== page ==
Baseball is an amazing game. It has a lot to teach us.
Consider the book “ Big Data Baseball: Math, Miracles, and the End of a 20-Year Losing Streak”. Change is not easy for any organization. How do you get leadership to buy-in from different segments of the organization, including people heavily invested in the old ways?
Baseball has a lot to teach us on this. “Sometimes, cliches about respect, teamwork, and diversity provide a more complete picture than just number-crunching, and the sequel can be more inspiring than the original. The lessons of Big Data Baseball extend well beyond the world of sports—just imagine if the Obama administration had approached implementing Obamacare with half as much sophistication as the Pirates did in implementing defensive strategies, or if a decade ago GM had taken this approach to turning around the auto industry. American institutions that are suffering crises of competence could do much worse than to read Big Data Baseball and really take its lessons to heart.”
When Travis Sawchik’s Big Data Baseball: Math, Miracles, and the End of a 20-Year Losing Streak published last year, it was legitimately advertised as a sequel of sorts to Michael Lewis’ classic 2003 book Moneyball. Unlike J.J. Abrams, however, Sawchik was able to find an original angle in which to anchor his story, which gives his book a very different emphasis than its predecessor.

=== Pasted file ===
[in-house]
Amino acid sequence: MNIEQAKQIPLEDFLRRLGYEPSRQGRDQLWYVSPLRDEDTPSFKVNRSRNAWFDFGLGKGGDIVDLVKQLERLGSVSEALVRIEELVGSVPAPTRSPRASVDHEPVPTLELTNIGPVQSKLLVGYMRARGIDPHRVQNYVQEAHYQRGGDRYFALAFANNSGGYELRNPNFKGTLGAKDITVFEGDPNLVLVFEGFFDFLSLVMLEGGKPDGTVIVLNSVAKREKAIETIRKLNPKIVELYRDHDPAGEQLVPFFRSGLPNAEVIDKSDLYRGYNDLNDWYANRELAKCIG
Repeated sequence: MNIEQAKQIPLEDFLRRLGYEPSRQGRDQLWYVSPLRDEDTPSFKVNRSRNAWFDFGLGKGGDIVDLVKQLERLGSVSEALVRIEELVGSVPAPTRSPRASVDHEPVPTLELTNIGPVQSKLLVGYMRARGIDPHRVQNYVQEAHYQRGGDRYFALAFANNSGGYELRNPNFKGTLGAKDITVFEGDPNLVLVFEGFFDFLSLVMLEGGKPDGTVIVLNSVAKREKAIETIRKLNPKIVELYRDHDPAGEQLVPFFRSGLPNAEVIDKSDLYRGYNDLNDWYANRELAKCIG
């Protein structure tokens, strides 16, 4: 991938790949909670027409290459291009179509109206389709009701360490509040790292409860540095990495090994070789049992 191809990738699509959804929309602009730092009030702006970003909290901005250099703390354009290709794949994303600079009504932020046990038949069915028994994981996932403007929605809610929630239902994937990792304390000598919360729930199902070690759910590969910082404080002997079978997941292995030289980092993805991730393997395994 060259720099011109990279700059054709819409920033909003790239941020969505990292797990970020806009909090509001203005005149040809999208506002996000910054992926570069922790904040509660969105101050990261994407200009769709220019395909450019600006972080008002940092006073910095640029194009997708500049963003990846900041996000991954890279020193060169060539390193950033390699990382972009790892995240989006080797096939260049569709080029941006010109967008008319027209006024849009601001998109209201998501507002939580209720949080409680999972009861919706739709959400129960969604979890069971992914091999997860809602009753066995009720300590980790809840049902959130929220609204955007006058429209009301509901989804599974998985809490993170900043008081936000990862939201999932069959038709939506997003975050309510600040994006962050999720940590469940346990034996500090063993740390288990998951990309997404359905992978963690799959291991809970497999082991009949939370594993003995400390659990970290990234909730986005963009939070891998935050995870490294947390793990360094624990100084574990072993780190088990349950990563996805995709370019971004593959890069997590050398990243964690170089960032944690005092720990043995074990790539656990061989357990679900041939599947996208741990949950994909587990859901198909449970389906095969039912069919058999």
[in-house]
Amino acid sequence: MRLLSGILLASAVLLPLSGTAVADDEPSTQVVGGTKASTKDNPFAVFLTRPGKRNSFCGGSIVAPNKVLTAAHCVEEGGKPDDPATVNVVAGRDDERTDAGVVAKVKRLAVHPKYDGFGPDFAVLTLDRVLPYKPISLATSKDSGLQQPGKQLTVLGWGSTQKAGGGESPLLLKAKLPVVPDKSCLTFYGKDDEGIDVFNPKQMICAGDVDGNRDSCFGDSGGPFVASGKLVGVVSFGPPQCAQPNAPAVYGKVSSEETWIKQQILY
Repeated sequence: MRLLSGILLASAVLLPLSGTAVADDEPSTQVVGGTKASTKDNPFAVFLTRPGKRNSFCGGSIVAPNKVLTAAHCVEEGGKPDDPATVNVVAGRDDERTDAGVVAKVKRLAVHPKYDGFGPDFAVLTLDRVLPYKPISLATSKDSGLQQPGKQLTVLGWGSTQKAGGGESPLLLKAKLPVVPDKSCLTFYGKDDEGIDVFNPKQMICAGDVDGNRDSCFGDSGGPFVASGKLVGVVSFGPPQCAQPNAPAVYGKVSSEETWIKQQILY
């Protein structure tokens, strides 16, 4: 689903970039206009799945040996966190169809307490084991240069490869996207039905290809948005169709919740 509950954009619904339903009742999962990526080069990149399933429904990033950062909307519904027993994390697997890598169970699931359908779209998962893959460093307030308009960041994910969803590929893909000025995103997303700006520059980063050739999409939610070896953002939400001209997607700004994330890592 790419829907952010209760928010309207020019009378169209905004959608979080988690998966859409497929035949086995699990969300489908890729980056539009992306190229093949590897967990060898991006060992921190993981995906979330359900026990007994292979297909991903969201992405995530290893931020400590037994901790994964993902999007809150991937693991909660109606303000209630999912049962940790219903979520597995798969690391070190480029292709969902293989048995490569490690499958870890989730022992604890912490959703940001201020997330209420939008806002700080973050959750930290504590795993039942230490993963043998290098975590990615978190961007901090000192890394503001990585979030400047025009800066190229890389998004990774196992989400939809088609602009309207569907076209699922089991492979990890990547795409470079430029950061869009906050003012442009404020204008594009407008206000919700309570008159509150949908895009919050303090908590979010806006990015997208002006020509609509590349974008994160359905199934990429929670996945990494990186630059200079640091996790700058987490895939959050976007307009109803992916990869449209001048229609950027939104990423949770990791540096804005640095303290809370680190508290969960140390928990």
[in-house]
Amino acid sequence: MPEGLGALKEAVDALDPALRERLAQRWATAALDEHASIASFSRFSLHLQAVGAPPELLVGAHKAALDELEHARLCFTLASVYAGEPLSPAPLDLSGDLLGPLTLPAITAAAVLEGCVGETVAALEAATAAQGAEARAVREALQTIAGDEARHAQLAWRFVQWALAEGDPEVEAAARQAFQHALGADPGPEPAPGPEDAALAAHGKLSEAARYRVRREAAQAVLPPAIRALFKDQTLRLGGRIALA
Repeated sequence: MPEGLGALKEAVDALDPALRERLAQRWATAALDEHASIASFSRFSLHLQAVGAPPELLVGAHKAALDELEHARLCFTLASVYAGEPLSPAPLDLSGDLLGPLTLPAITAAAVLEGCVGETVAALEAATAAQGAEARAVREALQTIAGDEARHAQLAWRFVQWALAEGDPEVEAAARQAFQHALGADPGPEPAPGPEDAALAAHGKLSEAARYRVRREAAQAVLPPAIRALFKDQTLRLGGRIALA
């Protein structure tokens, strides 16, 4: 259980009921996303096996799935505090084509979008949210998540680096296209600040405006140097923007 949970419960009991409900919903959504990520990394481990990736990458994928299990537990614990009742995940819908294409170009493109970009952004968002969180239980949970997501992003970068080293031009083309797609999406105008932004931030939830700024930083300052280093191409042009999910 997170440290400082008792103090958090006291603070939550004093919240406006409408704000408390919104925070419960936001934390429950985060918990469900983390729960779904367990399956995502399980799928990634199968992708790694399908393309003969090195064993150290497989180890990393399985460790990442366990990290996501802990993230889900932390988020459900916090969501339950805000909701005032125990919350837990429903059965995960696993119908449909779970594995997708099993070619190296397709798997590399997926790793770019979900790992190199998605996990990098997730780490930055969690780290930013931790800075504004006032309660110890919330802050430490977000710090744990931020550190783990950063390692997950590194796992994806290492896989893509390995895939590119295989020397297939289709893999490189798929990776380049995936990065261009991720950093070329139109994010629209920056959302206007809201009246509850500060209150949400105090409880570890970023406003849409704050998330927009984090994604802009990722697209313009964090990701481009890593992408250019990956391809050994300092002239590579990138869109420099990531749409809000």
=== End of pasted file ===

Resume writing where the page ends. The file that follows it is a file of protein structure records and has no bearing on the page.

Sawchik’s area of emphasis was not just original, but is also broadly relevant to understanding how organizations work. In that respect, Big Data Baseball speaks directly to anyone hoping to effect change, whether in the private or public sector. For that reason, it is one of the most important books anyone can read in 2016 America.